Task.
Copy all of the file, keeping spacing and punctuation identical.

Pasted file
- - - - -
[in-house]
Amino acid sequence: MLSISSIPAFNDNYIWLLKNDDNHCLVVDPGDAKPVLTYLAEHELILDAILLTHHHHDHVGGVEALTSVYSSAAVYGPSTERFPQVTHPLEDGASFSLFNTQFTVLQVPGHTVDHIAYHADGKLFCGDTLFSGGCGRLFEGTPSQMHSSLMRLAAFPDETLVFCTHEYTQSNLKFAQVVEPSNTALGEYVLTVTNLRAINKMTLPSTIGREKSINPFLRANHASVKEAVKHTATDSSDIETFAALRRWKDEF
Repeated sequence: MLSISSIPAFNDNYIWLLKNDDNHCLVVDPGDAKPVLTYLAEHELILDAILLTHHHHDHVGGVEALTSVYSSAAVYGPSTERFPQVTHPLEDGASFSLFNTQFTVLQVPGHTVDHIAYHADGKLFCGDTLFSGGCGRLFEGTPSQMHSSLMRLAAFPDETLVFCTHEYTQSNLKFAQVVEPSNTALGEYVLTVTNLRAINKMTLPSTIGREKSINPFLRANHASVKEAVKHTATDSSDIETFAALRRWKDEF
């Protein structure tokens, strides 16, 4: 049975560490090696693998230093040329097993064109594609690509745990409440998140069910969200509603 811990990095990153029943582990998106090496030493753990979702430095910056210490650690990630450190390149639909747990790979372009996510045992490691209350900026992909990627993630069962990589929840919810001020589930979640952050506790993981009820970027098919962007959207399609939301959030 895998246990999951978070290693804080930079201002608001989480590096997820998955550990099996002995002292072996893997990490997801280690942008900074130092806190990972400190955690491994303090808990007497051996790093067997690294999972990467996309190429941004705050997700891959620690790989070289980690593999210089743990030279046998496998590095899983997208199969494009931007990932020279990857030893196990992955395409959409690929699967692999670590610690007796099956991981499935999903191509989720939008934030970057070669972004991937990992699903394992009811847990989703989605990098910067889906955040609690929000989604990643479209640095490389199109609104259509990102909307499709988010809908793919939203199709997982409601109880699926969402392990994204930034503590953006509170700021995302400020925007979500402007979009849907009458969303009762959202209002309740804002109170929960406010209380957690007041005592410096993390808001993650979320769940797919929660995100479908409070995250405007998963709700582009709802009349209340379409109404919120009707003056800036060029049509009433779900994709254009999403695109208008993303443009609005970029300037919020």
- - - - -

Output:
[in-house]
Amino acid sequence: MLSISSIPAFNDNYIWLLKNDDNHCLVVDPGDAKPVLTYLAEHELILDAILLTHHHHDHVGGVEALTSVYSSAAVYGPSTERFPQVTHPLEDGASFSLFNTQFTVLQVPGHTVDHIAYHADGKLFCGDTLFSGGCGRLFEGTPSQMHSSLMRLAAFPDETLVFCTHEYTQSNLKFAQVVEPSNTALGEYVLTVTNLRAINKMTLPSTIGREKSINPFLRANHASVKEAVKHTATDSSDIETFAALRRWKDEF
Repeated sequence: MLSISSIPAFNDNYIWLLKNDDNHCLVVDPGDAKPVLTYLAEHELILDAILLTHHHHDHVGGVEALTSVYSSAAVYGPSTERFPQVTHPLEDGASFSLFNTQFTVLQVPGHTVDHIAYHADGKLFCGDTLFSGGCGRLFEGTPSQMHSSLMRLAAFPDETLVFCTHEYTQSNLKFAQVVEPSNTALGEYVLTVTNLRAINKMTLPSTIGREKSINPFLRANHASVKEAVKHTATDSSDIETFAALRRWKDEF
């Protein structure tokens, strides 16, 4: 049975560490090696693998230093040329097993064109594609690509745990409440998140069910969200509603 811990990095990153029943582990998106090496030493753990979702430095910056210490650690990630450190390149639909747990790979372009996510045992490691209350900026992909990627993630069962990589929840919810001020589930979640952050506790993981009820970027098919962007959207399609939301959030 895998246990999951978070290693804080930079201002608001989480590096997820998955550990099996002995002292072996893997990490997801280690942008900074130092806190990972400190955690491994303090808990007497051996790093067997690294999972990467996309190429941004705050997700891959620690790989070289980690593999210089743990030279046998496998590095899983997208199969494009931007990932020279990857030893196990992955395409959409690929699967692999670590610690007796099956991981499935999903191509989720939008934030970057070669972004991937990992699903394992009811847990989703989605990098910067889906955040609690929000989604990643479209640095490389199109609104259509990102909307499709988010809908793919939203199709997982409601109880699926969402392990994204930034503590953006509170700021995302400020925007979500402007979009849907009458969303009762959202209002309740804002109170929960406010209380957690007041005592410096993390808001993650979320769940797919929660995100479908409070995250405007998963709700582009709802009349209340379409109404919120009707003056800036060029049509009433779900994709254009999403695109208008993303443009609005970029300037919020």